# Heat VS Work – Concepts Explained Heat VS Work - Concepts Explained

Heat and work; a simple yet complex thermodynamics topic. Most students have misconceptions about the concept of heat and work in thermodynamics. You may have the following questions in mind and looking for answers:

1. What is heat and work?
2. Are heat and work forms of energy?
3. What is the difference between heat and work?

If you’re looking for answers to the questions above, then you’re at the right place. In order to provide a clear concept of heat and work to you, we’ve covered all aspects of the topic in this article.

Heat and work are two dissimilar ways of transferring energy from one system to another. Both heat and work have the same unit of measurement J (joule) and thus most students think that work is energy.

Let’s see if that’s right! We can define ‘work’ as a mode which transfer mechanical energy between two systems. It means work is only a medium or a method which carries energy from one system to another. For example, Spiderman applies a force on a moving truck to prevent it from moving. This is an example of work being done. Spiderman transfers energy to the truck to stop it via a medium that we call ‘work’.

In contrast, Heat is the transfer of thermal energy between systems. Work can be transformed into heat and vice versa. It’s essential to differentiate between the macroscopic motion (work) and microscopic (heat) and is vital to how thermodynamic processes work.

## Difference Between Work and Heat – A Microscopic Interpretation

We will analyze the two concepts further and express their differences at both macroscopic & microscopic levels. At macroscopic level there is no difference between work and heat and they are both defined as modes which transfer energy (thermal or mechanical) from one object to another. But when we come to analyze these two terms, at microscopic level, things get a little bit changed but still simple. Physicists have defined ‘work’ in physics; a measure of energy transfer that occurs when an object is moved over a distance by an external force. It means, we have transferred energy to an object while changing its position by means of doing work on the object.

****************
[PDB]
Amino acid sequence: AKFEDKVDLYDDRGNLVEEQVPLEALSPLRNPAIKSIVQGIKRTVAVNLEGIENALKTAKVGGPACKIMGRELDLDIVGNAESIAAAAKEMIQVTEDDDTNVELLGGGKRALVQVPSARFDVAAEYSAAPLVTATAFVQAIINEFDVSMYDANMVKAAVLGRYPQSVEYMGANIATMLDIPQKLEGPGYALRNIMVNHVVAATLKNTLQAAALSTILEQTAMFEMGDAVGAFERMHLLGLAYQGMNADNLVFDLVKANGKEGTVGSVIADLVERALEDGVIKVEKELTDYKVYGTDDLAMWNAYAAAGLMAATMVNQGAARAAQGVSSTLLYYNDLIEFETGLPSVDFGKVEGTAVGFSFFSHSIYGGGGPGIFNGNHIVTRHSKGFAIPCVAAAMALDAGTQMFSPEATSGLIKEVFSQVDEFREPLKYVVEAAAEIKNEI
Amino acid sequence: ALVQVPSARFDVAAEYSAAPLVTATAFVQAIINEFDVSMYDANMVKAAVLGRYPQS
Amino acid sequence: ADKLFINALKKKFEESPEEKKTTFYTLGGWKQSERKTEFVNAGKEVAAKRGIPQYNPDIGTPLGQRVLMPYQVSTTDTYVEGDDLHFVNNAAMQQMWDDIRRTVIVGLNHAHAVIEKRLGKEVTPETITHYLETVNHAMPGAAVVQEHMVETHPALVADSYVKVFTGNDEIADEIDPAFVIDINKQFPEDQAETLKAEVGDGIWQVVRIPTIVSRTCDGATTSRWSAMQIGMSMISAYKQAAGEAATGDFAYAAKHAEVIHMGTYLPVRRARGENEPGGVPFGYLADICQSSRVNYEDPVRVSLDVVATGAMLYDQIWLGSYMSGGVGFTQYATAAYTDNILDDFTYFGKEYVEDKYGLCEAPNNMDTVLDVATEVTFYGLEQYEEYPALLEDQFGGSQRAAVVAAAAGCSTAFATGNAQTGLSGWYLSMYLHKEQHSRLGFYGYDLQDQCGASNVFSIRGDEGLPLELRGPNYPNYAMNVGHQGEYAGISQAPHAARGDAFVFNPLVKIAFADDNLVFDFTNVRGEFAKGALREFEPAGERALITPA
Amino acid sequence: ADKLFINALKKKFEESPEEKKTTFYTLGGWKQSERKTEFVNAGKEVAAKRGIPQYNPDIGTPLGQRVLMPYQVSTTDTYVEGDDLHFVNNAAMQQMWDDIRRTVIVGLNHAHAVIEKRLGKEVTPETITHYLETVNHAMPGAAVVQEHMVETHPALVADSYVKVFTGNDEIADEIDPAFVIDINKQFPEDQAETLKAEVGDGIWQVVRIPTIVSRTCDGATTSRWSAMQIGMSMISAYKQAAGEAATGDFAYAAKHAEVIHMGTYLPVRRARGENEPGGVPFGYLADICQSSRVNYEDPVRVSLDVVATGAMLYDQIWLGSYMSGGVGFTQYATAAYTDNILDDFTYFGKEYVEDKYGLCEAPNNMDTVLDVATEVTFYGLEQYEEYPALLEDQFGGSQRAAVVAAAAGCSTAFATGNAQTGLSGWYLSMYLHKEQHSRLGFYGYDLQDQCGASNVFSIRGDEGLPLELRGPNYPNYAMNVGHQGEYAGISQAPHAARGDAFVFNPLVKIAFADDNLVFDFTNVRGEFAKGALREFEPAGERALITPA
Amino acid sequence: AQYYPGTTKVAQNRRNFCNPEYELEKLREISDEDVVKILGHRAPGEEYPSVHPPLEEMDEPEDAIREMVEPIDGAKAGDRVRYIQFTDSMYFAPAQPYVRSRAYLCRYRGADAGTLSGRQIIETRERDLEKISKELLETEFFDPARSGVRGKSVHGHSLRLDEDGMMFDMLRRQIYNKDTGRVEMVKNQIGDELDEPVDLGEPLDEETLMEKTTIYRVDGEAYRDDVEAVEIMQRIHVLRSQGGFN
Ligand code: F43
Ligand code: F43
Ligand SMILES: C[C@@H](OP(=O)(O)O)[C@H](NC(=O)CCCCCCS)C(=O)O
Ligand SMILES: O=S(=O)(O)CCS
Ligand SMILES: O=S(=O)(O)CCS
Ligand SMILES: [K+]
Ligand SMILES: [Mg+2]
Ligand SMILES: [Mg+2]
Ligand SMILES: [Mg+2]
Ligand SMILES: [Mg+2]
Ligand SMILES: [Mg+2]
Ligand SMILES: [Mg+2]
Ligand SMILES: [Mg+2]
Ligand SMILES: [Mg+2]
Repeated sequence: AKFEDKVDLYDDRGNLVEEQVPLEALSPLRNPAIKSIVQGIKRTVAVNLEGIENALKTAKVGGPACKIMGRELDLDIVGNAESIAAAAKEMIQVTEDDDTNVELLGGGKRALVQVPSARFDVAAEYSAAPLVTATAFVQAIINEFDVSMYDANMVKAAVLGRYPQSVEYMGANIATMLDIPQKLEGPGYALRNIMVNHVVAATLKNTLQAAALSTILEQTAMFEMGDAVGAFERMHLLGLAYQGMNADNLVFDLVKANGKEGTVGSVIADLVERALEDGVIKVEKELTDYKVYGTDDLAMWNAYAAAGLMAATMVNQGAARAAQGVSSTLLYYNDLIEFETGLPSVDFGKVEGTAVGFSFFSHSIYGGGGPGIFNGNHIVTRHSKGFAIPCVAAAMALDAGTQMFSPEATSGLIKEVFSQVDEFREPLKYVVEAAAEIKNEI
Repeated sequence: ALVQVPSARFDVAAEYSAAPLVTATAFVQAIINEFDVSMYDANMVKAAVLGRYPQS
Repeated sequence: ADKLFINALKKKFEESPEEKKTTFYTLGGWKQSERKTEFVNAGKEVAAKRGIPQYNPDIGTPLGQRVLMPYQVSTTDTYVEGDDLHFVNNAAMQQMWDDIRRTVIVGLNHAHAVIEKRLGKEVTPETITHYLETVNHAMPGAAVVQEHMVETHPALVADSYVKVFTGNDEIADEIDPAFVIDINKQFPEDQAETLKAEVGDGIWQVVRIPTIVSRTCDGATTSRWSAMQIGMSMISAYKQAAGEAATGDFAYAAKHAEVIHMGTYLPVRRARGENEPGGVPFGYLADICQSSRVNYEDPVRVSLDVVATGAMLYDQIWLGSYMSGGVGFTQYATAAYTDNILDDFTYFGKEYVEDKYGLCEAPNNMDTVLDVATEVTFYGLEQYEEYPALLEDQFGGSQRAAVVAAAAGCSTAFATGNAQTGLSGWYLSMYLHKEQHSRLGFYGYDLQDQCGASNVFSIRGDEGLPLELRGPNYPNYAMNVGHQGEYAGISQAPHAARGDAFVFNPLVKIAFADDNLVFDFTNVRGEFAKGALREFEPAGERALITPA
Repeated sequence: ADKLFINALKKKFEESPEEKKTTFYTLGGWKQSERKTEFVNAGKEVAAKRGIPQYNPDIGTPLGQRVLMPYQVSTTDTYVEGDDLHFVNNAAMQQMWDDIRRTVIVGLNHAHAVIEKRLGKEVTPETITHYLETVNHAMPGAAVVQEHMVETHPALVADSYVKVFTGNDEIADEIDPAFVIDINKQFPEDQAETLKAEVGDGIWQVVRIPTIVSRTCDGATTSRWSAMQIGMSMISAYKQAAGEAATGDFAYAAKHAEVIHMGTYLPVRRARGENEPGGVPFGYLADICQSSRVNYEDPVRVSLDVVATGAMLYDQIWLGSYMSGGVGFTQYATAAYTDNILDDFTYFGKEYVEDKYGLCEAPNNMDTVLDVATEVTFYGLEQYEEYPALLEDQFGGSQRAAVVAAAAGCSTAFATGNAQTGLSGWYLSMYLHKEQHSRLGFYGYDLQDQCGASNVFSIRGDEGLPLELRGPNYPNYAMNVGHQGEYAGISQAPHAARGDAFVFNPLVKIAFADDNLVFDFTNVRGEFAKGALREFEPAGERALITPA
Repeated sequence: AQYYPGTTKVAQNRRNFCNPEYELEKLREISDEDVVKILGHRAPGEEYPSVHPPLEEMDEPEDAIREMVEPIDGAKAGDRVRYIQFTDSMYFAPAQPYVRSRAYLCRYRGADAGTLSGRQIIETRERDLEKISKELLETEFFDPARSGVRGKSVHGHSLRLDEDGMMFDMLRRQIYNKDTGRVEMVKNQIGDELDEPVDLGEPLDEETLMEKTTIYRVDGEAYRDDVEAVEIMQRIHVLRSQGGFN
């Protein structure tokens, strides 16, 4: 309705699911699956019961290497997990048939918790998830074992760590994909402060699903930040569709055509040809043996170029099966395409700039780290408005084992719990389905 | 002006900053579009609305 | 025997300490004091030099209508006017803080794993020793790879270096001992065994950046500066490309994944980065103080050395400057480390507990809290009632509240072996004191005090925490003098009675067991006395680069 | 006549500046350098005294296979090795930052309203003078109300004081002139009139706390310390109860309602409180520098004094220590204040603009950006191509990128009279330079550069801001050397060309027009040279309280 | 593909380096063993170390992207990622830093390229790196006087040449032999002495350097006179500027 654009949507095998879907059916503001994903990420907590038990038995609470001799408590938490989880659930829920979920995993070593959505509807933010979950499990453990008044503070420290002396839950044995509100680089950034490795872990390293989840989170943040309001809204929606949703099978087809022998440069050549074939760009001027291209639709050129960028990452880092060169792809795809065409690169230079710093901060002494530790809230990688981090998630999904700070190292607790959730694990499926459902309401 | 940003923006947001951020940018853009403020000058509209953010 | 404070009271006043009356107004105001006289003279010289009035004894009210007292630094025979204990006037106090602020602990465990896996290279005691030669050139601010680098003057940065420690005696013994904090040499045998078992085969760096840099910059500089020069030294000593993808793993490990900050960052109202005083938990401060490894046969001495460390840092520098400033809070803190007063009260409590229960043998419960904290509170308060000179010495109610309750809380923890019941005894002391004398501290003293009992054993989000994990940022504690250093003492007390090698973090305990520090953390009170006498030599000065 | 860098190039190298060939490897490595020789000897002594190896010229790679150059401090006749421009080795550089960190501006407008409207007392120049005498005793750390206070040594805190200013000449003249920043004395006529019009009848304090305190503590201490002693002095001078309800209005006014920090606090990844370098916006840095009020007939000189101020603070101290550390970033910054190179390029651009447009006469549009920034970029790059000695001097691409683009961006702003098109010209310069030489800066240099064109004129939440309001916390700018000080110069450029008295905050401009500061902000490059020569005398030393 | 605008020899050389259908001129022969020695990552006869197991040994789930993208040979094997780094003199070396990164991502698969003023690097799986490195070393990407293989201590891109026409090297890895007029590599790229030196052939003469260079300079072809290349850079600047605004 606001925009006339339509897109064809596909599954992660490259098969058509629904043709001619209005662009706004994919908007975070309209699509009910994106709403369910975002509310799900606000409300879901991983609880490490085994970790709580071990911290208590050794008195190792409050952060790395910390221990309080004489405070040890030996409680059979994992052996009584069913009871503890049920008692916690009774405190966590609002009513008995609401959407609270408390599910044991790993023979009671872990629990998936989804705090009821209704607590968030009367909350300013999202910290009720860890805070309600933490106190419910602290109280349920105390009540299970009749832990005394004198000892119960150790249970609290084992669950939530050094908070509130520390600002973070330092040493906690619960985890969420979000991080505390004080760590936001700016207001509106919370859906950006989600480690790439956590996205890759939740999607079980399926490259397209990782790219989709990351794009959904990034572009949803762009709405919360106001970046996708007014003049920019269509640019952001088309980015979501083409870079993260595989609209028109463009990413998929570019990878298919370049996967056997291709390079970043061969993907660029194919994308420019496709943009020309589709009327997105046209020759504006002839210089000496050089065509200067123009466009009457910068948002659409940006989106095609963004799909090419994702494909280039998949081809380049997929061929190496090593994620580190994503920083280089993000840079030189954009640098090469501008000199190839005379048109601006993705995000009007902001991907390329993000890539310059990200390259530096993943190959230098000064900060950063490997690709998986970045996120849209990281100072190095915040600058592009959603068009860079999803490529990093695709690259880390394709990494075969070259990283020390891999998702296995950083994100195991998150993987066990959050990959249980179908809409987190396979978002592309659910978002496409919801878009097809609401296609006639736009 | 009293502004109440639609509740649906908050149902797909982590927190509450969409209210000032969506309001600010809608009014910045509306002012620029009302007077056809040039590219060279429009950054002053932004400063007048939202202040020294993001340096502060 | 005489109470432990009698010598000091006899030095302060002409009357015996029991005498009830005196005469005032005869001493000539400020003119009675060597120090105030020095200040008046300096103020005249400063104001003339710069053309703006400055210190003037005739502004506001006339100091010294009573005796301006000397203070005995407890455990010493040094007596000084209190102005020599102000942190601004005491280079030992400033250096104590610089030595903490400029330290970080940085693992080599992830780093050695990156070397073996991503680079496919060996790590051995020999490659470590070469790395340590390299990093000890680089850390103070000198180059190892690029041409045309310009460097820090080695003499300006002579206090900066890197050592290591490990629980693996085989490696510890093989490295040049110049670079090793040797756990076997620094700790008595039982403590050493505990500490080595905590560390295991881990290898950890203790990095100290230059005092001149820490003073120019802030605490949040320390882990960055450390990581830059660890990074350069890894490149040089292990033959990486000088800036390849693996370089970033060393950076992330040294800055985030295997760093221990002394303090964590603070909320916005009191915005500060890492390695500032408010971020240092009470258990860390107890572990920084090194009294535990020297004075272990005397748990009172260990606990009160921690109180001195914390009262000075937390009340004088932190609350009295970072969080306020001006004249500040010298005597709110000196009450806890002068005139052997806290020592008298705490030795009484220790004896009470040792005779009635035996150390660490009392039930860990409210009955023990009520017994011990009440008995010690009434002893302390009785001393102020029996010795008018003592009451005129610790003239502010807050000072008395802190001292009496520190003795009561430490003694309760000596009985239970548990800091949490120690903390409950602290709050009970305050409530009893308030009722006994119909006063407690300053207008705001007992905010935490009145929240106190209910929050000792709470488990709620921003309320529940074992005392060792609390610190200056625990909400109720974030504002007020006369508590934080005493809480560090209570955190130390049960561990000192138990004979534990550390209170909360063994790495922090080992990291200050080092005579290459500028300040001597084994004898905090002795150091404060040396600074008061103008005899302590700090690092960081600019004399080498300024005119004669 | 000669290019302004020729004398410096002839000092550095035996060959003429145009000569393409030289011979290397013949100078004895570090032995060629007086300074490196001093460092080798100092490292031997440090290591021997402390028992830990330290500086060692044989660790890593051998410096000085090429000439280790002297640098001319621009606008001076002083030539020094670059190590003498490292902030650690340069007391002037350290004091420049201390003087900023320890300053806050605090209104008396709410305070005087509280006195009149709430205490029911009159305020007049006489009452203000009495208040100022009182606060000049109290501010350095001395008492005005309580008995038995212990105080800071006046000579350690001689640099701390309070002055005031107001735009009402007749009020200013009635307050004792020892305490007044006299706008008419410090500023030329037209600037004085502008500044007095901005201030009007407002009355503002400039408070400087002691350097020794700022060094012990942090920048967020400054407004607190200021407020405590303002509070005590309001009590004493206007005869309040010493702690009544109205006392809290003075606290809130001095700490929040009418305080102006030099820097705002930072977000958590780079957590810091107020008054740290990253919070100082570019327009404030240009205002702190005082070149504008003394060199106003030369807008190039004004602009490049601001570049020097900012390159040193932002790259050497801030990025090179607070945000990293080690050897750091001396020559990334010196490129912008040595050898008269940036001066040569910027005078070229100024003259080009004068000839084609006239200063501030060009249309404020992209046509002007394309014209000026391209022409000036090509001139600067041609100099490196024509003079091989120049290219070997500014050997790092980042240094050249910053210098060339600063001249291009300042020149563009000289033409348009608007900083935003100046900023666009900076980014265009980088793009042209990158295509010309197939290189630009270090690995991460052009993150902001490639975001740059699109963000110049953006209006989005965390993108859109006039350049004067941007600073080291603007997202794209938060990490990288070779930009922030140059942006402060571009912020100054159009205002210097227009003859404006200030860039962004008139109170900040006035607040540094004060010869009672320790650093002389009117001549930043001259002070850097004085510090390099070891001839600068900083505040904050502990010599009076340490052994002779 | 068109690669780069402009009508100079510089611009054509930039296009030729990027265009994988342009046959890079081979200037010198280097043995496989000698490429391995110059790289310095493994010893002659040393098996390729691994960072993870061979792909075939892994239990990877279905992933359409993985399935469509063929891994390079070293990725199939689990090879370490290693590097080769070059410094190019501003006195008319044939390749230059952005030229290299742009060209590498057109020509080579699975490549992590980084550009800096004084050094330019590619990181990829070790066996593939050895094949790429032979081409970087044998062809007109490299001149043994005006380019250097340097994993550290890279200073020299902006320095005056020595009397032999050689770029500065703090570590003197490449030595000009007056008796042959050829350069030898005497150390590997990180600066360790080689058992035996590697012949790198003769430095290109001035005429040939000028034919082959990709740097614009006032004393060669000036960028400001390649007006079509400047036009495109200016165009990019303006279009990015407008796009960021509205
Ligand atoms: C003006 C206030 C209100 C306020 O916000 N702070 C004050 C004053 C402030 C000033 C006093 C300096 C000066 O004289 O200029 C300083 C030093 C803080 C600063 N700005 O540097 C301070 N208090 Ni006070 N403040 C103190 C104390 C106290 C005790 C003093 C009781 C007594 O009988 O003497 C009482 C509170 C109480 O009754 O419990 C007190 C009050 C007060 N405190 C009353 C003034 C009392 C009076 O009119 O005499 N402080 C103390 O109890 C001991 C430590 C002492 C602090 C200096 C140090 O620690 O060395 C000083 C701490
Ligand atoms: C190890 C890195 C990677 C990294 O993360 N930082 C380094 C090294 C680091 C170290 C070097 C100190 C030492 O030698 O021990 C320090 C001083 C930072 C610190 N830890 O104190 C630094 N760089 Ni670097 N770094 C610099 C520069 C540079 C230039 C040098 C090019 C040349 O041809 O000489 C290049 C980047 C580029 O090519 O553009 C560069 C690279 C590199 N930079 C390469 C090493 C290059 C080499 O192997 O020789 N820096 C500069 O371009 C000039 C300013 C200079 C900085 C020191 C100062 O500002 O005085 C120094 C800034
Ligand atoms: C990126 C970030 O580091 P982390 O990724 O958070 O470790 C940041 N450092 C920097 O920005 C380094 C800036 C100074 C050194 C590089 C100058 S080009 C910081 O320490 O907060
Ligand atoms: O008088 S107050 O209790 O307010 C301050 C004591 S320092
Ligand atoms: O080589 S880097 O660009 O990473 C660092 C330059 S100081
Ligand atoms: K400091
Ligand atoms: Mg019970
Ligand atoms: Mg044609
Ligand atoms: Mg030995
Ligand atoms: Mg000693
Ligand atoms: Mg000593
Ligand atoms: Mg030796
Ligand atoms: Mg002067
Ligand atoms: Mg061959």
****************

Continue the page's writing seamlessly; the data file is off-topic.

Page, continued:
The equation to get the potential energy transferred to a displaced object is PE = mgh where; m stands for mass of the object (kg), g stands for the gravity which is 9.81 m/s2 and h is the height or distance which the object is disturbed to change its position. The illustration below shows an object with a mass of 1 kg moved over a vertical distance of 1 m. Illustrations shows an object with a mass of 1 kg moved over a vertical distance of 1 m

In microscopic level we define work as ordered motion of particles which means that all molecules of the object are pointing to the same direction while transferring energy to the object when we do work on it and this is why work results in “high-quality” energy. In contrast, heat is the random and unordered motion of particles and thus it results in “low-quality” energy. When we add some energy to an object by means of heat (increasing its temperature) the molecules of the object are no longer pointing to the same direction and they make random and disordered motion, and this random motion differs heat from work in microscopic level.

Let’s consider an example to know the concepts further. If we have an object with a mass of 1 kg and the object is displaced by 1 m. The energy transferred to the object by means of work can be determined as: mgh = 1 x 1 x 9.81 = 9.81 J or approximately 10 J. This means that if we have an object with a mass of 1 kg and we do some work on the object to displace it by 1 m, in fact we have transferred 10 joules of energy to the object as shown in the illustration below.

Consider that same amount of energy (10 J) is transferred to an object but this time by means of heat. As shown in the illustration below, the molecules of the object are heated by the gas cylinder (heat source) and the molecules of the object are pointing in random directions and are making an unordered motion.